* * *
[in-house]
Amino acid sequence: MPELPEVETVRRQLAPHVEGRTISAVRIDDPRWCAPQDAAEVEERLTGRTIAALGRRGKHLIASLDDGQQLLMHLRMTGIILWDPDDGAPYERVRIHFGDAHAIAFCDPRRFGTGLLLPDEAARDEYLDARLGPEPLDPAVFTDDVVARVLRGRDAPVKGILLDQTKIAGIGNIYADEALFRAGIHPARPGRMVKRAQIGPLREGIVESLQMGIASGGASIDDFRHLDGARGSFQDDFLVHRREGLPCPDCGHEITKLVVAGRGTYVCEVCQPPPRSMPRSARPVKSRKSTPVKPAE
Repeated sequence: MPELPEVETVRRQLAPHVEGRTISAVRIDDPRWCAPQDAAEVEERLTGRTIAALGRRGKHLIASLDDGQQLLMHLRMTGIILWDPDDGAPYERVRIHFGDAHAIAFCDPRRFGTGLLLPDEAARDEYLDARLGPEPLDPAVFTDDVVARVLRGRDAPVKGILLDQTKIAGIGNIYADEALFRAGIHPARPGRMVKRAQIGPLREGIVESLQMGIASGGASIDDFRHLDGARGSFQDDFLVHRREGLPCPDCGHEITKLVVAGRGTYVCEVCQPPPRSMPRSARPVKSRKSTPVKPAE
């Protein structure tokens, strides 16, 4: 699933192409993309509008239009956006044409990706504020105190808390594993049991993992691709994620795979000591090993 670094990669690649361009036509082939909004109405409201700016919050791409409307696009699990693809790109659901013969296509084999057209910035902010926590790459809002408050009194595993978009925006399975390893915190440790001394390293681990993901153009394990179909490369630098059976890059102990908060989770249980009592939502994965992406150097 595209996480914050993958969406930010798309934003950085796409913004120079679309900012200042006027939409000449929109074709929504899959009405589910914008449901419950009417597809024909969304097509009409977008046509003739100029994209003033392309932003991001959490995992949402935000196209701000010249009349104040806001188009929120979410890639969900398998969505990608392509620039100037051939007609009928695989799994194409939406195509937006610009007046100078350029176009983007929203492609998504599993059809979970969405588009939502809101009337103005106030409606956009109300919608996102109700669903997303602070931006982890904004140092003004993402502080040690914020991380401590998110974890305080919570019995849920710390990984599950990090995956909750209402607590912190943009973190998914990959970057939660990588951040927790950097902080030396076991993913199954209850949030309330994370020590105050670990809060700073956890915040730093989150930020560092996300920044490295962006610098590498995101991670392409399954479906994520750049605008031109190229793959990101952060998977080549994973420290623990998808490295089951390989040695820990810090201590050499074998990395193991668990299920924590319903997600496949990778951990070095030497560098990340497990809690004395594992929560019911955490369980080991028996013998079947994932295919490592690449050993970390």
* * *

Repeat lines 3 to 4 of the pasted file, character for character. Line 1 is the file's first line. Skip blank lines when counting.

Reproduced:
Repeated sequence: MPELPEVETVRRQLAPHVEGRTISAVRIDDPRWCAPQDAAEVEERLTGRTIAALGRRGKHLIASLDDGQQLLMHLRMTGIILWDPDDGAPYERVRIHFGDAHAIAFCDPRRFGTGLLLPDEAARDEYLDARLGPEPLDPAVFTDDVVARVLRGRDAPVKGILLDQTKIAGIGNIYADEALFRAGIHPARPGRMVKRAQIGPLREGIVESLQMGIASGGASIDDFRHLDGARGSFQDDFLVHRREGLPCPDCGHEITKLVVAGRGTYVCEVCQPPPRSMPRSARPVKSRKSTPVKPAE
């Protein structure tokens, strides 16, 4: 699933192409993309509008239009956006044409990706504020105190808390594993049991993992691709994620795979000591090993 670094990669690649361009036509082939909004109405409201700016919050791409409307696009699990693809790109659901013969296509084999057209910035902010926590790459809002408050009194595993978009925006399975390893915190440790001394390293681990993901153009394990179909490369630098059976890059102990908060989770249980009592939502994965992406150097 595209996480914050993958969406930010798309934003950085796409913004120079679309900012200042006027939409000449929109074709929504899959009405589910914008449901419950009417597809024909969304097509009409977008046509003739100029994209003033392309932003991001959490995992949402935000196209701000010249009349104040806001188009929120979410890639969900398998969505990608392509620039100037051939007609009928695989799994194409939406195509937006610009007046100078350029176009983007929203492609998504599993059809979970969405588009939502809101009337103005106030409606956009109300919608996102109700669903997303602070931006982890904004140092003004993402502080040690914020991380401590998110974890305080919570019995849920710390990984599950990090995956909750209402607590912190943009973190998914990959970057939660990588951040927790950097902080030396076991993913199954209850949030309330994370020590105050670990809060700073956890915040730093989150930020560092996300920044490295962006610098590498995101991670392409399954479906994520750049605008031109190229793959990101952060998977080549994973420290623990998808490295089951390989040695820990810090201590050499074998990395193991668990299920924590319903997600496949990778951990070095030497560098990340497990809690004395594992929560019911955490369980080991028996013998079947994932295919490592690449050993970390």